Share
You could earn SmartPoints on this page!SmartPoint Coin

June 13, 2014 at 1:48 PMComments: 0 Faves: 0

Flower Pots and Biomimicry: Natural Air-Conditioning

By Becky from SLN More Blogs by This Author

The forecast predicts a string of 90-plus degree days. Air-conditioning not an option? Check out this nature-based, energy-efficient air conditioner.

The Cold Pot

That thing in the corner of the room may look like an empty flower pot, but it’s actually responsible for that nice, cool air that fills the room. Independent designer Thibault Faverie has produced a simple and natural air conditioner that relies on the process of evaporation.

Photo Credit: treehugger.com

Faverie explains his creation this way:

“Based on ‘bio air-conditioning,’ the porous terracotta surface acts as a heat exchange; it absorbs water from the inside and sends it to the outer surface. On contact with air, the water evaporates. The change from a liquid state to a gaseous one results in the cooling of the object and consequently the inner aluminum pipe, where air circulates.”

The cooling slices within the aluminum tower are fanned by a small electric blower at the base of the tower. Thus, the hot air that comes through the wide mouth at the pot’s base is cooled as it travels upward, releasing through the outlet cover at the top of the pot. The cooling of the air is such that the room temperature can be lowered 14 to 18 degrees Fahrenheit.

Photo Credit: treehugger.com

Reasons to love the Cold Pot: it’s energy efficient, low maintenance, and only requires 2 liters of water. It’s also more aesthetically pleasing than a tower fan.

If you find this idea intriguing, here are a few more applications of natural air-conditioning and biomimicry (solving human problems by imitating elements and systems found in nature). Though perhaps less practical for the home, these imitations of nature are incredibly fascinating.

1. A Whale of a Fan

Scientists and technology designers have taken a hint from one of nature’s largest creatures: the humpback whale. The rough edges of the whale’s massive flippers (the largest found in the ocean) are apparently not “just barnacles” but enable the whale to swim better, illustrating that smooth edges are not necessarily more efficient when it comes to air flow.

Photo Credit: yankodesign.com

WhalePower industrial fans move 25 percent more air than traditional fans while using considerably less energy. The company is aiming to apply these bumps to wind turbines in order to raise the energy output by 20 percent, as well as reduce the noise that turbines often create.

2. The Whirl Fan

PAX Scientific is a research and design firm that uses their study of “natural fluid flow to design industrial equipment and other technologies that are highly efficient and innovative.” Their slogan? Capturing the Force of Nature.

The company is marketing industrial, commercial, domestic, and computer fans that are based on the fluid movement found in tornadoes and whirlpools. This “innovative and stream-lined solution” cools air more efficiently than other fans and has a lower turbulence. In addition, PAX fans are quieter, use less energy for the same output, and enable a more controllable air flow than conventional fans.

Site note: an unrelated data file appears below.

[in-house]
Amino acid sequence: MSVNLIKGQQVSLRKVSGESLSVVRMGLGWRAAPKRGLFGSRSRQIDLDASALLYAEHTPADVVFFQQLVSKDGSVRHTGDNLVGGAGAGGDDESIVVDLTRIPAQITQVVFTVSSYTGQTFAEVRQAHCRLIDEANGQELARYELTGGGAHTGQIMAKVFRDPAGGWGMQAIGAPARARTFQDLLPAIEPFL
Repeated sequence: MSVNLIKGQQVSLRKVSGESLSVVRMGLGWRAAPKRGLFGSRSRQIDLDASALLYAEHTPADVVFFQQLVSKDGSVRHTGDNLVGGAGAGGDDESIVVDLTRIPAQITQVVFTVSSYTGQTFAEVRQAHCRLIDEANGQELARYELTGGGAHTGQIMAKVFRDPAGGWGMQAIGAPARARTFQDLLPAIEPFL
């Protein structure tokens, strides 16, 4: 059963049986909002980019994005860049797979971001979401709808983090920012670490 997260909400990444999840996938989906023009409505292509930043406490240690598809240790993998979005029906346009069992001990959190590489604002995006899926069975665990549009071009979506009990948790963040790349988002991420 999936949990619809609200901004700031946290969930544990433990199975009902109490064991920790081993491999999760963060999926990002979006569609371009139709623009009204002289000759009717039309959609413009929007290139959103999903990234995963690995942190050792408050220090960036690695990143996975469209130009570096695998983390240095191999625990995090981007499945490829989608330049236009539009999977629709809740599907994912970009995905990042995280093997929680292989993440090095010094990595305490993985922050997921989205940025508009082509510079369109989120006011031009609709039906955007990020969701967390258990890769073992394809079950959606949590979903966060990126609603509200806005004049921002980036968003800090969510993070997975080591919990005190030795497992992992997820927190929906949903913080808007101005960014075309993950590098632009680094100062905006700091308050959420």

Photo Credit: paxscientific.com

3. Termite-Inspired Ventilation

Termite mounds maintain a stable 86 degrees Fahrenheit despite the 70 degree range in temperature (34 to 104 degrees Fahrenheit) that occurs on the African savanna. How do the little guys do it? They build tall mounds (25 feet high) with a chimney-like tube at the top. Like the Cold Pot, termites use evaporative cooling. Small holes at the base of the mound draw in air and lower the mound’s temperature as the air moves through the wet mud. Furthermore, termite mounds also use natural air currents to keep cool as the warm air rises and convection currents draw air from the base of the mound and out through the top.

Why does this matter? First, it’s flat out incredible. Second, humans are learning from these little guys. Architect Michael Pearce designed the Eastgate Centre in Zimbabwe after — you guessed it — a termite mound. The building is entirely naturally heated and cooled, and uses 35 percent less energy than conventional buildings. This energy efficiency has saved the owners $3.5 million in five years. Perhaps we’ll start seeing more mound-like buildings soon.

Photo Credit: ehp.niehs.nih.gov

See also: King Abdullah University of Science and Technology (KAUST)’s Breakwater Beacon in Saudi Arabia. SO COOL. (Pun not intended. Okay, maybe a little...)

Photo Credit: assets.inhabitat.com

Nature is amazing. Plain and simple. Let's keep imitating it.

Sources:

Nationalgeographic.com: 5 Natural Air-Conditioning Designs Inspired by Nature

Nationalgeographic.com: WhalePower: Seeking More Efficient Blades

Paxscientific.com: Innovative Air Handling

Plantseed.com: How Nature Does It: Cool Termites!

Treehugger.com: Natural air conditioner cools with the power of terracotta and evaporation

Photo Credits:

Nationalgeographic.com: Pictures: Nature Yields New Ideas for Energy and Efficiency

Theguardian.com: A whale of a turbine

Treehugger.com: Natural air conditioner cools with the power of terracotta and evaporation

Treehugger.com: Nature Blows My Mind! Miraculous Termite Mounds

More from Becky from SLN Others Are Reading

0 Comments

Comment on the Smart Living Network


Site Feedback